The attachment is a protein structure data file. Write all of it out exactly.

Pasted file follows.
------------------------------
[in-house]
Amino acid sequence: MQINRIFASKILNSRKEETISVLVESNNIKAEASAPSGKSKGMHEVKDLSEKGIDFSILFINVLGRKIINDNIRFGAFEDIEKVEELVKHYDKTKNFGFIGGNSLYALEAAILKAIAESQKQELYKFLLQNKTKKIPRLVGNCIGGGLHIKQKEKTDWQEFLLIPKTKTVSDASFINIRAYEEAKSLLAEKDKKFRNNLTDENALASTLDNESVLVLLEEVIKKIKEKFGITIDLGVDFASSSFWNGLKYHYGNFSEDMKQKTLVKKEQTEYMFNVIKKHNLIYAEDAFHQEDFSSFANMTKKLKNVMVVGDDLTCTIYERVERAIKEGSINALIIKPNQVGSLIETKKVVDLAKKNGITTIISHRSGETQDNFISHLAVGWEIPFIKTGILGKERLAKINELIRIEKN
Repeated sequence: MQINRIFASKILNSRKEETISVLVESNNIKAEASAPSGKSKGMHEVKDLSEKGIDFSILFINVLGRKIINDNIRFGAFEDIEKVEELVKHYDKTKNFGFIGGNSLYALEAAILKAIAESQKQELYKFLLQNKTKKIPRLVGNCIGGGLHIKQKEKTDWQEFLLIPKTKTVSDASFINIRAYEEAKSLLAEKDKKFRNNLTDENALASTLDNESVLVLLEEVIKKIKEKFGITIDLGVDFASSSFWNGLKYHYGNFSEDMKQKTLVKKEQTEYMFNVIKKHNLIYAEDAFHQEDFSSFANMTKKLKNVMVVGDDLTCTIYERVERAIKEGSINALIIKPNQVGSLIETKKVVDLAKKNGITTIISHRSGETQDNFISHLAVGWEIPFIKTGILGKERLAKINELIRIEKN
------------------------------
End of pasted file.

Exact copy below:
[in-house]
Amino acid sequence: MQINRIFASKILNSRKEETISVLVESNNIKAEASAPSGKSKGMHEVKDLSEKGIDFSILFINVLGRKIINDNIRFGAFEDIEKVEELVKHYDKTKNFGFIGGNSLYALEAAILKAIAESQKQELYKFLLQNKTKKIPRLVGNCIGGGLHIKQKEKTDWQEFLLIPKTKTVSDASFINIRAYEEAKSLLAEKDKKFRNNLTDENALASTLDNESVLVLLEEVIKKIKEKFGITIDLGVDFASSSFWNGLKYHYGNFSEDMKQKTLVKKEQTEYMFNVIKKHNLIYAEDAFHQEDFSSFANMTKKLKNVMVVGDDLTCTIYERVERAIKEGSINALIIKPNQVGSLIETKKVVDLAKKNGITTIISHRSGETQDNFISHLAVGWEIPFIKTGILGKERLAKINELIRIEKN
Repeated sequence: MQINRIFASKILNSRKEETISVLVESNNIKAEASAPSGKSKGMHEVKDLSEKGIDFSILFINVLGRKIINDNIRFGAFEDIEKVEELVKHYDKTKNFGFIGGNSLYALEAAILKAIAESQKQELYKFLLQNKTKKIPRLVGNCIGGGLHIKQKEKTDWQEFLLIPKTKTVSDASFINIRAYEEAKSLLAEKDKKFRNNLTDENALASTLDNESVLVLLEEVIKKIKEKFGITIDLGVDFASSSFWNGLKYHYGNFSEDMKQKTLVKKEQTEYMFNVIKKHNLIYAEDAFHQEDFSSFANMTKKLKNVMVVGDDLTCTIYERVERAIKEGSINALIIKPNQVGSLIETKKVVDLAKKNGITTIISHRSGETQDNFISHLAVGWEIPFIKTGILGKERLAKINELIRIEKN